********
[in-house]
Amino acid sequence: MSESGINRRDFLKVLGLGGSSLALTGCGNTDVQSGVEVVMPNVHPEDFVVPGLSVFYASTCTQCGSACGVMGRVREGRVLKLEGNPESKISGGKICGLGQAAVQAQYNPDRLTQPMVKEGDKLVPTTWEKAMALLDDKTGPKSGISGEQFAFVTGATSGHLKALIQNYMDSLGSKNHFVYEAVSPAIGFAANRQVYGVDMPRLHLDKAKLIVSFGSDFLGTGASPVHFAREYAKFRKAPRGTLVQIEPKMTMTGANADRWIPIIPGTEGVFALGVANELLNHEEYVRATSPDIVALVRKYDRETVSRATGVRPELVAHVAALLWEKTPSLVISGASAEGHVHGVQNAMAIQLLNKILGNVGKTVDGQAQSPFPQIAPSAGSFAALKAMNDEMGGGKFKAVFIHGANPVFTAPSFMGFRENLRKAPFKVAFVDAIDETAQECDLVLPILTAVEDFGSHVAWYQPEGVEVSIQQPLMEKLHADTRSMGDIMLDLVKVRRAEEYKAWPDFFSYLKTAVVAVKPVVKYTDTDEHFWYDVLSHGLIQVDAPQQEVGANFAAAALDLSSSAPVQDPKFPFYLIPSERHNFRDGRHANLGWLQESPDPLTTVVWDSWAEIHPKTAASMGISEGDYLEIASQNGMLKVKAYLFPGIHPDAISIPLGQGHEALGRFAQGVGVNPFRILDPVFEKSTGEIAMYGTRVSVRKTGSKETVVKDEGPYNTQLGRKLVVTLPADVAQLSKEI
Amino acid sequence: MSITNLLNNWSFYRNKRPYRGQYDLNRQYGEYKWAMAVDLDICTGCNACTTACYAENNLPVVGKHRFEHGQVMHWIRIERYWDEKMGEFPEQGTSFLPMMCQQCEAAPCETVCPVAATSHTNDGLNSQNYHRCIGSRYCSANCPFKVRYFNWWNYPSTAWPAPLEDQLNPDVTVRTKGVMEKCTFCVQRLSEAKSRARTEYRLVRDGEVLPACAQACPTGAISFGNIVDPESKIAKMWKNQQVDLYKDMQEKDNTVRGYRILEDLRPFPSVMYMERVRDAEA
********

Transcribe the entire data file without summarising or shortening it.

[in-house]
Amino acid sequence: MSESGINRRDFLKVLGLGGSSLALTGCGNTDVQSGVEVVMPNVHPEDFVVPGLSVFYASTCTQCGSACGVMGRVREGRVLKLEGNPESKISGGKICGLGQAAVQAQYNPDRLTQPMVKEGDKLVPTTWEKAMALLDDKTGPKSGISGEQFAFVTGATSGHLKALIQNYMDSLGSKNHFVYEAVSPAIGFAANRQVYGVDMPRLHLDKAKLIVSFGSDFLGTGASPVHFAREYAKFRKAPRGTLVQIEPKMTMTGANADRWIPIIPGTEGVFALGVANELLNHEEYVRATSPDIVALVRKYDRETVSRATGVRPELVAHVAALLWEKTPSLVISGASAEGHVHGVQNAMAIQLLNKILGNVGKTVDGQAQSPFPQIAPSAGSFAALKAMNDEMGGGKFKAVFIHGANPVFTAPSFMGFRENLRKAPFKVAFVDAIDETAQECDLVLPILTAVEDFGSHVAWYQPEGVEVSIQQPLMEKLHADTRSMGDIMLDLVKVRRAEEYKAWPDFFSYLKTAVVAVKPVVKYTDTDEHFWYDVLSHGLIQVDAPQQEVGANFAAAALDLSSSAPVQDPKFPFYLIPSERHNFRDGRHANLGWLQESPDPLTTVVWDSWAEIHPKTAASMGISEGDYLEIASQNGMLKVKAYLFPGIHPDAISIPLGQGHEALGRFAQGVGVNPFRILDPVFEKSTGEIAMYGTRVSVRKTGSKETVVKDEGPYNTQLGRKLVVTLPADVAQLSKEI
Amino acid sequence: MSITNLLNNWSFYRNKRPYRGQYDLNRQYGEYKWAMAVDLDICTGCNACTTACYAENNLPVVGKHRFEHGQVMHWIRIERYWDEKMGEFPEQGTSFLPMMCQQCEAAPCETVCPVAATSHTNDGLNSQNYHRCIGSRYCSANCPFKVRYFNWWNYPSTAWPAPLEDQLNPDVTVRTKGVMEKCTFCVQRLSEAKSRARTEYRLVRDGEVLPACAQACPTGAISFGNIVDPESKIAKMWKNQQVDLYKDMQEKDNTVRGYRILEDLRPFPSVMYMERVRDAEA